Reviewed by Ian Forbes
This was going to be a grand review, discussing Arnold’s first big feature since leaving the California Governor’s mansion. And then, in an ironic title twist, this review of The Last Stand has been hijacked by my immune system’s attempt to make a “last stand” against some mild version of the plague.
So, as I sit here, hopped up on medicine, downing orange juice like a 17th century British sailor trying to avoid scurvy, and being let down by the difference between the thought of microwavable chicken noodle soup and the reality of microwavable chicken noodle soup, the idea of putting a whole lot of effort into a review about a movie that few people should make a whole lot of effort to see in the theaters … well … frankly … it’s not worth it. Also, I love run-on sentences.
The January curse maintains its hold on the film industry with this one. It starts as a good idea, pitting Sheriff Schwarzenegger, Johnny Knoxville, Luis Guzmán, Xerxes, and a smokin’ hot brunette deputy against a drug cartel kingpin who’s hired teams of mercenaries to ensure his safe passage back to Mexico. As fate and a hastily written script would have it, said kingpin plans to pass through a sleepy town situated at the Arizona/Mexico border which just so happens to be the same one protected by Herr Arnold. Gunfights and occasional comedic chemistry ensue.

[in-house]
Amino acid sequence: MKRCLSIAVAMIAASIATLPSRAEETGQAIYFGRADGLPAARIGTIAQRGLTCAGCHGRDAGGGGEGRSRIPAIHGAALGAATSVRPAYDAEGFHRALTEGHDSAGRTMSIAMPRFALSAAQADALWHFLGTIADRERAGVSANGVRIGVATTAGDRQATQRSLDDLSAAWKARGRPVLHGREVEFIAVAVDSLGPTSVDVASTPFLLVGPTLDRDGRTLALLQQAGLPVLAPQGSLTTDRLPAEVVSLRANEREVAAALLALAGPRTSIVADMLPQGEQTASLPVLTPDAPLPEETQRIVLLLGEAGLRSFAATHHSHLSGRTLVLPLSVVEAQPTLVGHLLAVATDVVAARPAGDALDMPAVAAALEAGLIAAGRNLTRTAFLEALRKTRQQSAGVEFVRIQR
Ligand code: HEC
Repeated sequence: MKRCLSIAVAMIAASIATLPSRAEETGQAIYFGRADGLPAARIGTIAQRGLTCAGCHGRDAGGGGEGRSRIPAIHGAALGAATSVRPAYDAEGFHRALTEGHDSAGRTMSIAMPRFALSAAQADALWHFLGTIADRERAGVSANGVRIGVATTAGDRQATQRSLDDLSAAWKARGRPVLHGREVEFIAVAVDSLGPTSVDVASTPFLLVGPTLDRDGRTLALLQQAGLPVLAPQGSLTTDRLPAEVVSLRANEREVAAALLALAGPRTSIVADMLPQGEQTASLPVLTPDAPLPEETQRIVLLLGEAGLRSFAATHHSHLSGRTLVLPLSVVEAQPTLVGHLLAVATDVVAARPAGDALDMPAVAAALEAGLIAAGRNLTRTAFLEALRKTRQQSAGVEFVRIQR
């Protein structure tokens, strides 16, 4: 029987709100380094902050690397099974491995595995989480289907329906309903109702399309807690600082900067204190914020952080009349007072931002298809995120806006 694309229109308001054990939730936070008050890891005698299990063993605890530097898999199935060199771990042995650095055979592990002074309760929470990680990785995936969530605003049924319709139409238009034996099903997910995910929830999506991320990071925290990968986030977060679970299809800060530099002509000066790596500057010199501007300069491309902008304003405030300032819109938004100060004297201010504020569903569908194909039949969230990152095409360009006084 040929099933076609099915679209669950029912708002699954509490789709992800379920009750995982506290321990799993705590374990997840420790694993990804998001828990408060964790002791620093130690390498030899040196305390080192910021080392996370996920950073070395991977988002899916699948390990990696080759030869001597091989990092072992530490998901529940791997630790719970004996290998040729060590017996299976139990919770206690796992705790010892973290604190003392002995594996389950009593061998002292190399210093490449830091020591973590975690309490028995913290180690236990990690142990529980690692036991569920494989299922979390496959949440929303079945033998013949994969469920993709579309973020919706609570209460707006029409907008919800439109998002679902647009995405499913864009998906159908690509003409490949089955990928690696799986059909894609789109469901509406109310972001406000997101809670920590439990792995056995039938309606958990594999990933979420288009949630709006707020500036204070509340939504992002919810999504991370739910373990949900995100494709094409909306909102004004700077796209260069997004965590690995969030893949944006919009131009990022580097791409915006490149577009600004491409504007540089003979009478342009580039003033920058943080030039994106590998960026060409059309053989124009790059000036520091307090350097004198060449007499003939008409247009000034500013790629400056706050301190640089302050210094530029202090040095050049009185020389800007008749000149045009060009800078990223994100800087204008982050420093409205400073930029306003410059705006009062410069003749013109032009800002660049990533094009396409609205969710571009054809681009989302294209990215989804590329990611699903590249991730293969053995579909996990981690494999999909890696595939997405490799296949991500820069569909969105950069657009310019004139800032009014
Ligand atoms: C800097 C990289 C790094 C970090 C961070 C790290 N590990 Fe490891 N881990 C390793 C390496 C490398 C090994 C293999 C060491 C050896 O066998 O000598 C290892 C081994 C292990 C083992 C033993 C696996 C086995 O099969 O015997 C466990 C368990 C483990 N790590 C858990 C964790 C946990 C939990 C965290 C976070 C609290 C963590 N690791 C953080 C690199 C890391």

Had this simply been about a bad guy trying to get through the Sheriffnator’s town, where the pluckiness of its citizens prevails against well-trained ex-military types led by Peter Stormare, then the chances of success would have increased. Adding in an FBI subplot where Ghost Dog Whitaker delves into his Criminal Minds‘ character and letting the story constantly slow down to make sure the audience feels connected to these stock characters only made this 107 minute movie feel a whole lot longer.
Then there’s the fact that the movie is really just an extended Chevy commercial. From the villain’s ride of choice, to the one fast car in town, to the SUVs used by the cops, to pretty much every other vehicle that spins its tires, it’s pretty much all Chevy, pretty much all the time. Whee. Why not just call this movie The Last Corvette?
Anyway, I doubt many people were expecting this to be some great action opus. However, I’m sure audiences would simply just like the action to be thrilling but for 95% of the movie, that dream never becomes a reality. It’s a shame really, as Korean director Kim Jee-woon finally makes a Hollywood movie and he wasn’t able to bring some of the inventiveness of his previous works like The Good The Bad The Weird or I Saw the Devil. This whole effort is pretty run of the mill.
If you’re like me, a diehard Arnold fan who can happily endure cheesy dialogue and stilted acting as long as the action and the camp factor is high … you’re better off waiting for the home market. I was never bored enough to want to leave but I can tell you that my last stand wouldn’t be in a theater showing this. Maybe the upcoming Stallone flick, A Bullet to the Head, will have better luck marrying the aging action star and modern cinematic sensibilities.
Ugh, how did I write so much when I feel so bad? Come here orange juice, I’m thirsty.
The Last Stand hits theaters on January 18, 2013 and is rated R for strong bloody violence throughout, and language.
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